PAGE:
5. Calling any sparkling wine “champagne” – The only wine that can be called “champagne” is the bubbly wine that comes from the Champagne region in France.  No other wine can legally be advertised as “champagne” if it is not from that region.  If you have something bubbly that is not from the Champagne region, call it a sparkling wine.  There is nothing wrong with that.
  6. Serving wine in the wrong glass – You can be as snooty as you want with your wine glass collection, but the minimum is two types of glasses.  One for red and white wine, and the other is a champagne flute for sparkling wines.  There are a lot of different shapes of glasses made specifically for different wine varietals, but don’t make a rookie mistake and serve a sparkling wine in a regular wine glass.
  7. Forgetting about wine and letting it turn to vinegar – Wine can really only be kept in true form for about 3 days maximum.  After that, the true taste of the wine might be compromised.  There are some vacuum pumps out there which will remove some air from the bottle and create a better seal, but those will only buy you a little bit of time.  If you are having trouble finishing a bottle of wine, invite a friend over.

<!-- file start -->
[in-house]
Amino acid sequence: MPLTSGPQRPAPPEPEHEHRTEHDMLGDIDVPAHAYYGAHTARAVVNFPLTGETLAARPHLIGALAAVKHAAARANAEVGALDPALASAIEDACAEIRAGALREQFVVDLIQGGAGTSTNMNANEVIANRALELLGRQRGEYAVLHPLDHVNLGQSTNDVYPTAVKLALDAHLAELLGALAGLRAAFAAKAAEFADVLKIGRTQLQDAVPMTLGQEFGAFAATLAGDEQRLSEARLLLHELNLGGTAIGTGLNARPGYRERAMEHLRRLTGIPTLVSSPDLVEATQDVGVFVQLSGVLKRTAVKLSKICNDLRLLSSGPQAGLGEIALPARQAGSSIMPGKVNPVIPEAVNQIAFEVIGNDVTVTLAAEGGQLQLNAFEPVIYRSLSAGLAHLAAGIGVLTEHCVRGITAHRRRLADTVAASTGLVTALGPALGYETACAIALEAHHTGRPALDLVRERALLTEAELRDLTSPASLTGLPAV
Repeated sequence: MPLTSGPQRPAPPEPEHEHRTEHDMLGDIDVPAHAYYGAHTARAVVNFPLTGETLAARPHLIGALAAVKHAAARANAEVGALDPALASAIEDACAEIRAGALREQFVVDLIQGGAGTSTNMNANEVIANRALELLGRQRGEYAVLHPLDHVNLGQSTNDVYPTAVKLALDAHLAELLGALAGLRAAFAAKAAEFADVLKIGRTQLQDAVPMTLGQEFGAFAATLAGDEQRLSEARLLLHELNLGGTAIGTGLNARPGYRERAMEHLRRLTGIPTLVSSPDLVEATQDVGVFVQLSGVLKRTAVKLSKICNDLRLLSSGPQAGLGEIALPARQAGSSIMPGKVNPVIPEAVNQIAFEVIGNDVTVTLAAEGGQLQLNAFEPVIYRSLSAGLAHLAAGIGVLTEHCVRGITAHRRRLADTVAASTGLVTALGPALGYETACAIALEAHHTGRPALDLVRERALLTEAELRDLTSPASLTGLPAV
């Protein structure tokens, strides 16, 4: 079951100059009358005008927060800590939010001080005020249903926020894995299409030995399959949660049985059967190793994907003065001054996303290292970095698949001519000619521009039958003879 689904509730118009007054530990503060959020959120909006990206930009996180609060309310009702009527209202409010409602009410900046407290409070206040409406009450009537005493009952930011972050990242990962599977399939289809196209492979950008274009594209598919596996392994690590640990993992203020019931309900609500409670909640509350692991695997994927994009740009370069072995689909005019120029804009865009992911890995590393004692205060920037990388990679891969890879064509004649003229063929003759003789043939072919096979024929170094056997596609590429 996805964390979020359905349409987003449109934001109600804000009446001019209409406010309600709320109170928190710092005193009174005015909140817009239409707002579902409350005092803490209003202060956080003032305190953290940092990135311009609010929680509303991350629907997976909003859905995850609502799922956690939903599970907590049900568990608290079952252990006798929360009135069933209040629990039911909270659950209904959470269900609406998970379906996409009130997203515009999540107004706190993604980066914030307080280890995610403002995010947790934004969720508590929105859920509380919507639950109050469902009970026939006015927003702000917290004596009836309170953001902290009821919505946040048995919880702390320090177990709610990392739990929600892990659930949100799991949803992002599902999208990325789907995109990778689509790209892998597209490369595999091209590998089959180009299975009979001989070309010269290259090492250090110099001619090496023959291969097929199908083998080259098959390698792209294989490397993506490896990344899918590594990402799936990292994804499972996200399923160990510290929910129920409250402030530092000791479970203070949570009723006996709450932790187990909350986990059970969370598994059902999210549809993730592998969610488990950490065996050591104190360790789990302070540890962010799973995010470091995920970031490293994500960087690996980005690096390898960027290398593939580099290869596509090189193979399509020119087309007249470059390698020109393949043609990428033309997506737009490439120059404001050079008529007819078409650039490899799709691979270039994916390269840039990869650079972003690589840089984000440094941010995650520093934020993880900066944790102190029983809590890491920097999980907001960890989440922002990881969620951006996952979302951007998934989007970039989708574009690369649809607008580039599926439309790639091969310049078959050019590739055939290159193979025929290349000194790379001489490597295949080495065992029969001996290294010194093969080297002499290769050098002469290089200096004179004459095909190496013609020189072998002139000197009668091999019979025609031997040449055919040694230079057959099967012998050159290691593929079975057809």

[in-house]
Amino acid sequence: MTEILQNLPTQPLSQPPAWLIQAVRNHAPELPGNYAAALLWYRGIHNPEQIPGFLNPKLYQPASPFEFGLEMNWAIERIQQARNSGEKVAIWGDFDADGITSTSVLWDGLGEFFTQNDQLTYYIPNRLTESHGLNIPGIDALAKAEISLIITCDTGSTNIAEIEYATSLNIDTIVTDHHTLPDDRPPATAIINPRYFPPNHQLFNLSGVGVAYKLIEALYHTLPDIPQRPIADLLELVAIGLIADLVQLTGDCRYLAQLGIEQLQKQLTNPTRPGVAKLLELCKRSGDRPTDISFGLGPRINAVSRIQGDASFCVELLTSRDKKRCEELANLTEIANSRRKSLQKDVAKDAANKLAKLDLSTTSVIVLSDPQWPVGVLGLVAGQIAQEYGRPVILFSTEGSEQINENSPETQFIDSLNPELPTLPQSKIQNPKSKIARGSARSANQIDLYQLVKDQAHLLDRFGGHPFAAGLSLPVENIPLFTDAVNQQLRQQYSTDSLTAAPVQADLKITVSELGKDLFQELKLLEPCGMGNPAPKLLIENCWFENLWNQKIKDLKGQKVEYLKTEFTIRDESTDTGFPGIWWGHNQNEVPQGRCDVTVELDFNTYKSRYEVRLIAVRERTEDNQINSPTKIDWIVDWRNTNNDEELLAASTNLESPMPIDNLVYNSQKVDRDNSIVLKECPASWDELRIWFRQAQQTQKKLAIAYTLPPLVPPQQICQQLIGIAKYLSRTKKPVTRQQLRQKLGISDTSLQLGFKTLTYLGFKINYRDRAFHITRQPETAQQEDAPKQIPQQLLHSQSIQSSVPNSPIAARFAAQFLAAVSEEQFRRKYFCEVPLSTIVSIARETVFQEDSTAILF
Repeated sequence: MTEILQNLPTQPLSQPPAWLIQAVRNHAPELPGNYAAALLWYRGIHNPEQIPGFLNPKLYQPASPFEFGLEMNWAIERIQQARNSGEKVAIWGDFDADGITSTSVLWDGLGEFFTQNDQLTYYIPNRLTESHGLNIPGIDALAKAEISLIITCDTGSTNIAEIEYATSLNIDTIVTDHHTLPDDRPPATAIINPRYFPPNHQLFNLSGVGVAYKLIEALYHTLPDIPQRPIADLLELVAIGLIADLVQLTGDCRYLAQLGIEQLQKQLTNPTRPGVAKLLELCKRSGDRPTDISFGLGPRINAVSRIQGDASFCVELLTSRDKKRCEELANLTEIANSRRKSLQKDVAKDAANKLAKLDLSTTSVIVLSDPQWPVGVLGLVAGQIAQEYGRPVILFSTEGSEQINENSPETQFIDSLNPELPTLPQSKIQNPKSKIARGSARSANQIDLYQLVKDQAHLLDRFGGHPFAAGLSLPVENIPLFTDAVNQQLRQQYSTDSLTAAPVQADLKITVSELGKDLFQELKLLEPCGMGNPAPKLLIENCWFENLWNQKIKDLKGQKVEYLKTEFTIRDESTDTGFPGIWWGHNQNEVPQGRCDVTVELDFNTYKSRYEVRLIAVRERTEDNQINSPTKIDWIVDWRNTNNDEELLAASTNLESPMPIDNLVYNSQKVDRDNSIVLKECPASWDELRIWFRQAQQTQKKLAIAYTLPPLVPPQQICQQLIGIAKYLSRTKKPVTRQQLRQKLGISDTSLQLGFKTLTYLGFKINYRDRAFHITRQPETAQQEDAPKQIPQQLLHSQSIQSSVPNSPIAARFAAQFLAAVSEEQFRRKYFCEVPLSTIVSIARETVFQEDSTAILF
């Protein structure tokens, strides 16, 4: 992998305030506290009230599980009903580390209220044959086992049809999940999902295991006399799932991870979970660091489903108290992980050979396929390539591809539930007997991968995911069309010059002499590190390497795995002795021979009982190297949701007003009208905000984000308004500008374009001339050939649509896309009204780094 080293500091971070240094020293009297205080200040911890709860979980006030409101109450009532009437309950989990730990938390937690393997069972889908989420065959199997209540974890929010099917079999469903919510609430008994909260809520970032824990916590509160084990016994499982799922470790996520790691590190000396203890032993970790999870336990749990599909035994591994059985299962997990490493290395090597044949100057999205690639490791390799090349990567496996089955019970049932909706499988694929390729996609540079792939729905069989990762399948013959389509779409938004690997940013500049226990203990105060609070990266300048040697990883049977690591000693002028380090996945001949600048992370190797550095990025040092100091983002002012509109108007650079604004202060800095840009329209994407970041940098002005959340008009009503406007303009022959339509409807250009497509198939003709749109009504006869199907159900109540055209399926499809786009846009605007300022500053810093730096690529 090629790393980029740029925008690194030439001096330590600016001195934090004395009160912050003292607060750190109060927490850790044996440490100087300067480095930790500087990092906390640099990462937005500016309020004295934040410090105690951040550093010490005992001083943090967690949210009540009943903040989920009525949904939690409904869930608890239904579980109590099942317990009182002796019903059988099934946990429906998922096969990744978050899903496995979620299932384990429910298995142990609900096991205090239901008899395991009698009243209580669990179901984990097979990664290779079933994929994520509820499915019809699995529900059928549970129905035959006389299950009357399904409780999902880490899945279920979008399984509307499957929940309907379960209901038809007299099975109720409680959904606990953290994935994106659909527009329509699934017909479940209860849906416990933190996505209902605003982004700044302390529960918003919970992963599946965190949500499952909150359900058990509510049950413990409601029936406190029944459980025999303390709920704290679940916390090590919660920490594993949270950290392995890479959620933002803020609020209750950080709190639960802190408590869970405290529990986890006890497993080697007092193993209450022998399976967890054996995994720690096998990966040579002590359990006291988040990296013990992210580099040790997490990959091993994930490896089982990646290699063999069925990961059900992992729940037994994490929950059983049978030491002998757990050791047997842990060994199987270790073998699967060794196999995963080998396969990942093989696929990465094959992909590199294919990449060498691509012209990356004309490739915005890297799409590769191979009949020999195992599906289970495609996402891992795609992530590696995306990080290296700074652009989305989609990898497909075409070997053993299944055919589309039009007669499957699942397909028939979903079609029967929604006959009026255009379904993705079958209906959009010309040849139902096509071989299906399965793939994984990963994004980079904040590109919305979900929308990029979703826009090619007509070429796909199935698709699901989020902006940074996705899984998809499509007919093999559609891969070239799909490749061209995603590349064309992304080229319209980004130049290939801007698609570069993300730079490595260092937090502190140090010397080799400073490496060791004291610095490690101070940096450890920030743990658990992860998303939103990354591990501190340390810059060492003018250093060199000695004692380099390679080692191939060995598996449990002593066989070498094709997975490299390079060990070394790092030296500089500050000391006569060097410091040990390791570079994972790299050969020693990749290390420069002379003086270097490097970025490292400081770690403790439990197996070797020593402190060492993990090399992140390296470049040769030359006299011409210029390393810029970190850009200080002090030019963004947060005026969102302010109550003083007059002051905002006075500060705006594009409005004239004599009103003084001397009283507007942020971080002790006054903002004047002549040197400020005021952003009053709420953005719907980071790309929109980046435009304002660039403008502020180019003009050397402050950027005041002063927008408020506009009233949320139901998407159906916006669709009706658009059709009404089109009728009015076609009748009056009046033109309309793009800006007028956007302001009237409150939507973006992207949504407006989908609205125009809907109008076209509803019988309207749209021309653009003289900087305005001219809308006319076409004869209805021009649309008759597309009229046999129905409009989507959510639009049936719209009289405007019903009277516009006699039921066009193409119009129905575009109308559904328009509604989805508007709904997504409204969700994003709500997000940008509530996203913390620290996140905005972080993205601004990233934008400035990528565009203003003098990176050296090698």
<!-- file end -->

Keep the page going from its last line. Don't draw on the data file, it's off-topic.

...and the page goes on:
8. Pouring too much wine in the glass – While I’m all in favor of a big filled wine glass, make sure there’s enough room so you can comfortably swirl the wine in the glass and not have it spill over the sides.  Wine should be served in the glass half full, or less.
  9. Not sniffing the wine before you drink it – The great joys of tasting wine is smelling the aroma the wine produces.  Before you drink any glass of wine, give it a good swirl around the glass and your olfactory sense might be surprised at some of the interesting aromas you smell.  What you smell before you drink the wine and what you taste may be completely different, which is why wine is so interesting.
  10. Hold the wine glass without class – The only time you should hold the glass at any point other than the stem or the base is when you are trying to warm up the glass.  Assuming your wine is served at the correct temperature, don’t hold the glass at any other location because you will put finger prints on the glass, or you will warm up the wine too much.
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  • Caroline Sadowska said:

    Nice article.